Weekly Comment 27 June 2012

1. Inland Revenue recently released an exposure draft of Questions We’ve Been Asked on Abusive tax position penalty and the anti-avoidance provision – with a deadline for comment of 20 July 2012. The draft QWBA raises the very interesting question of when a tax avoidance purpose or effect that is not merely incidental would be regarded as a dominant purpose of avoiding tax.

2. In this Weekly Comment I discuss this issue in the context of three cross-border tax avoidance cases in recent years (none of which are discussed in the draft QWBA): 3. In Westpac, the Commissioner argued that there was no commercial purpose. Harrison J rejected that argument. While the judge did not say so, there is an implication in Westpac that the tax avoidance purpose, while not merely incidental, was not judged to be the dominant purpose. In Alesco, however, the tax avoidance purpose was held to be the dominant purpose. The judgments are not easy to reconcile.

The draft QWBA

4. The question that is addressed is whether the 100% shortfall penalty for taking an “abusive tax position” under section 141D of the Tax Administration Act 1994 applies automatically if there is found to be a “tax avoidance arrangement” under section BG 1 of the Income Tax Act 2007.

5. The draft QWBA answers the question as: No, the penalty does not apply automatically. The tests for a “tax avoidance arrangement” and an “abusive tax position” and are different:
  1. A tax avoidance arrangement is:

    1. An arrangement that has tax avoidance as its purpose or effect; or

    2. An arrangement that has tax avoidance as 1 of its purposes or effects, if the tax avoidance purpose or effect is not merely incidental.

  2. An abusive tax position is a tax position that is an unacceptable tax position at the time it is taken, and that is taken, whether through an arrangement or not, with a dominant purpose of avoiding tax.

Purpose that is not merely incidental vs dominant purpose

6. It is noted in the draft QWBA that the Courts have recognised the need for there to be a dominant purpose of avoiding tax in order for an abusive tax position penalty to apply. Venning J in the High Court emphasised this in Accent Management v CIR (2005) 22 NZTC 19,027.

7. Therefore, where an arrangement has tax avoidance as 1 of its purposes or effects, and the tax avoidance purpose or effect is not merely incidental, the tax position taken will not be an abusive tax position unless the arrangement was entered into with a dominant purpose of avoiding tax.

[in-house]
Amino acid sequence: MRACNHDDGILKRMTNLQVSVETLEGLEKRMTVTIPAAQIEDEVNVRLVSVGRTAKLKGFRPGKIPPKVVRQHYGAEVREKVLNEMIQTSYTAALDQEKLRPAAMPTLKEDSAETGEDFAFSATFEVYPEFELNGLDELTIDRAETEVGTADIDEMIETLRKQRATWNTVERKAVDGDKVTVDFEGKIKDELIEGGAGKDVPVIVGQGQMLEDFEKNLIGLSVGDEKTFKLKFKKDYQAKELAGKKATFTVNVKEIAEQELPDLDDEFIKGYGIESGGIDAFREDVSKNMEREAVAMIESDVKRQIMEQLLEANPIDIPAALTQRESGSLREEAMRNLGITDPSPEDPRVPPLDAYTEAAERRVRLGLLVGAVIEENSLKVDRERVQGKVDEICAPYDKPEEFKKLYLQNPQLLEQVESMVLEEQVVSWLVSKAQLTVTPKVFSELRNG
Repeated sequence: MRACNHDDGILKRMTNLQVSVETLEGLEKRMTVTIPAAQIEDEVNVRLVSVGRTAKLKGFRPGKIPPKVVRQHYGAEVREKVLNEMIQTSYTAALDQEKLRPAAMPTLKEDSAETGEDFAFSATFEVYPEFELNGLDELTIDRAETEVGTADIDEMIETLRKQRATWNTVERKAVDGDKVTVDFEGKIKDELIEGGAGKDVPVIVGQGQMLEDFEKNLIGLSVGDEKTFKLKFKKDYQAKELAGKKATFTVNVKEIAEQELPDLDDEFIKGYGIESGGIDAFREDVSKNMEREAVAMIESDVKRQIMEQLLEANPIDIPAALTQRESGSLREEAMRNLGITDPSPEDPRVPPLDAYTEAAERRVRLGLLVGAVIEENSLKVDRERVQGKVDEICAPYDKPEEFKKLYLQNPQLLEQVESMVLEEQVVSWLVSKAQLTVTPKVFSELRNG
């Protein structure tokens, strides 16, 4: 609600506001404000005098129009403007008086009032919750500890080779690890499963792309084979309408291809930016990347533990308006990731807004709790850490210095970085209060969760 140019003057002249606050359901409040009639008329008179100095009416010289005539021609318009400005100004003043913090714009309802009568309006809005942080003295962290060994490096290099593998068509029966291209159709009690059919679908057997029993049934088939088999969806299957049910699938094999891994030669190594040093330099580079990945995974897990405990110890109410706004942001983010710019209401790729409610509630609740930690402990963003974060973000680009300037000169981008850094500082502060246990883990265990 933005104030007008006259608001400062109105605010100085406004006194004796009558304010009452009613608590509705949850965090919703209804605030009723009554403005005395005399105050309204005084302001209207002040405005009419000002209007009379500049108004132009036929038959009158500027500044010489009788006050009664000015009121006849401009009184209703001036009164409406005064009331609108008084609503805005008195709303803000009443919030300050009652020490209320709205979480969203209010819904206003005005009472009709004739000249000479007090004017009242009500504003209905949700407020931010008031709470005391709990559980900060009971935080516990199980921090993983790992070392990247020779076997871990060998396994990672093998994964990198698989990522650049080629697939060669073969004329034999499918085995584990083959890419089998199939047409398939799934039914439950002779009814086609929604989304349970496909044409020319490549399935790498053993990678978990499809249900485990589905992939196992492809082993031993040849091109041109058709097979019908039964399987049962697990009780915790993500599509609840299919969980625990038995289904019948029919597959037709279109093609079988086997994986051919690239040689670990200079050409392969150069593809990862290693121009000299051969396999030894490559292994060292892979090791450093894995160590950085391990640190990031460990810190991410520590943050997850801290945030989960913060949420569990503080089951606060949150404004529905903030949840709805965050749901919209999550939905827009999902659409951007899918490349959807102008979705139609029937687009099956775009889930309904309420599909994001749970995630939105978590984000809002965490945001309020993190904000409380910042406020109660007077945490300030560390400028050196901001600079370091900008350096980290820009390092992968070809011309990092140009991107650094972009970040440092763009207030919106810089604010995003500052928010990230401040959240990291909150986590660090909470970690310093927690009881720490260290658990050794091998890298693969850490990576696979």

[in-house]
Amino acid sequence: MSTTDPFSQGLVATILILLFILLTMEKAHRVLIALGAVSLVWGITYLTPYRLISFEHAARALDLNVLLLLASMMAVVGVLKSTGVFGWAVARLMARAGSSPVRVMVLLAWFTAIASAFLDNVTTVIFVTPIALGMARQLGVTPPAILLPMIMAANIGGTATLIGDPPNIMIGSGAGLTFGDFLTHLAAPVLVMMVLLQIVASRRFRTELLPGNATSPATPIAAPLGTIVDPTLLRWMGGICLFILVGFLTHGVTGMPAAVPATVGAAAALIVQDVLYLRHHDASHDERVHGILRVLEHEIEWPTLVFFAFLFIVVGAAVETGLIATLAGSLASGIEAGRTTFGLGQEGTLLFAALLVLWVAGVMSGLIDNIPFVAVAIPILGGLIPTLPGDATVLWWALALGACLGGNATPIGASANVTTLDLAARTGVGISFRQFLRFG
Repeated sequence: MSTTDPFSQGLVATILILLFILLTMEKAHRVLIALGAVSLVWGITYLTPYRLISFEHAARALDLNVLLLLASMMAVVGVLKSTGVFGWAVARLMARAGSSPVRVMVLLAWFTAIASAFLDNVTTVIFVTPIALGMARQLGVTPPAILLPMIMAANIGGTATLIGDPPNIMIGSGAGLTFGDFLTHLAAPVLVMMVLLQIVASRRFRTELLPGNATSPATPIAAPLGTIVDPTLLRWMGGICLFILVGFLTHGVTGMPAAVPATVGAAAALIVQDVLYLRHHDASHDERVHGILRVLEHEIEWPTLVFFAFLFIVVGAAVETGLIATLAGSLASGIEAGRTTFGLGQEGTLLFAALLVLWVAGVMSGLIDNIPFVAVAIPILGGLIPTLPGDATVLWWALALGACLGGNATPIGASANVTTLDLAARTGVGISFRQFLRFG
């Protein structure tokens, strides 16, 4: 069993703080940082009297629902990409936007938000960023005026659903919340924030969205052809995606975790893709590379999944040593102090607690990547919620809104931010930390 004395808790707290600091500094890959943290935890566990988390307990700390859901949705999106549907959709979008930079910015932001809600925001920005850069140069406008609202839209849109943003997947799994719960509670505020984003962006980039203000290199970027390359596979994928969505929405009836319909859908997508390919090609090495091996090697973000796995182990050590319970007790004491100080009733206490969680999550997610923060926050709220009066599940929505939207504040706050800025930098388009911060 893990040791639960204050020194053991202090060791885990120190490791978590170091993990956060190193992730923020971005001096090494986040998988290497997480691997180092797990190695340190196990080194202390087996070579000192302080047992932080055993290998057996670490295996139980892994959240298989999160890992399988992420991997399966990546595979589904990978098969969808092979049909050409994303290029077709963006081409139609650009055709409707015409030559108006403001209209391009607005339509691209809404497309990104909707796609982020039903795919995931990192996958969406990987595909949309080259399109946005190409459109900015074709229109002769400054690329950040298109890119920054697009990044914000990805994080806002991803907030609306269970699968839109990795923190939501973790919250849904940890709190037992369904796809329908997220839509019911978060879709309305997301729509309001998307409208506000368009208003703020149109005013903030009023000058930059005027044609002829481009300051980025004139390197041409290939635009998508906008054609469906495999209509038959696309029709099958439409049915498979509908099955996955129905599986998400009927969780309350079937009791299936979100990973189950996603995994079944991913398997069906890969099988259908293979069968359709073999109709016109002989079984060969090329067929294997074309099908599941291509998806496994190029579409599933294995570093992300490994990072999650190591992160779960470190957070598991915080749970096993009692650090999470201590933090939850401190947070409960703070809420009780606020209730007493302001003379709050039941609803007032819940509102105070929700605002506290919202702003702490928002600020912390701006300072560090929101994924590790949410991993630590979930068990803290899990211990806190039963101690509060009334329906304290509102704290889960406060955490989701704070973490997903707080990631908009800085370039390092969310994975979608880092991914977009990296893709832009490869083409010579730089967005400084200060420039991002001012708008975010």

8. The draft QWBA cites the meaning of “dominant purpose” discussed by Richardson J in the Court of Appeal in CIR v National Distributors Ltd (1989) 11 NZTC 6,346, at 6,350:
“Adoption of a dominant purpose test in relation to the particular property purchased allows a sensible focus as a practical matter on what was truly important to the taxpayer at the time of the acquisition.”
9. It is also noted that in FCT v Spotless Services Limited & Anor [1996] HCA 34, 96 ATC 5,201, the Full High Court of Australia defined “dominant purpose” as the ruling, prevailing, or most influential purpose.

Tax avoidance purpose more than merely incidental but not dominant

10. It is stated in paragraph 40 of the draft QWBA that:
“In all cases where the relevant arrangement was held to give rise to an unacceptable tax position, the courts found a dominant purpose of avoiding tax. There are no cases, therefore, that have found that the tax avoidance purpose or effect was more than merely incidental under s BG 1 but the purpose of avoiding tax was not dominant under s 141D. As a result, there are no cases that Illustrate the circumstances where a tax avoidance purpose or effect is not merely incidental but the purpose of avoiding tax is not dominant.” (emphasis added)
11. Whether there was an unacceptable tax position was not addressed in either the Westpac or the BNZ Investments cases. However, whether there was more than just a tax avoidance purpose of the arrangements and consequently, whether the tax avoidance purpose was more than merely incidental, was specifically addressed in Westpac. BNZ Investments was similar, but the discussion on the point was not quite as clear as it is in Westpac.

12. By contrast, in Alesco there was no examination of the relationship between the tax avoidance purpose and the other (commercial) purpose, which was to fund NZ acquisitions.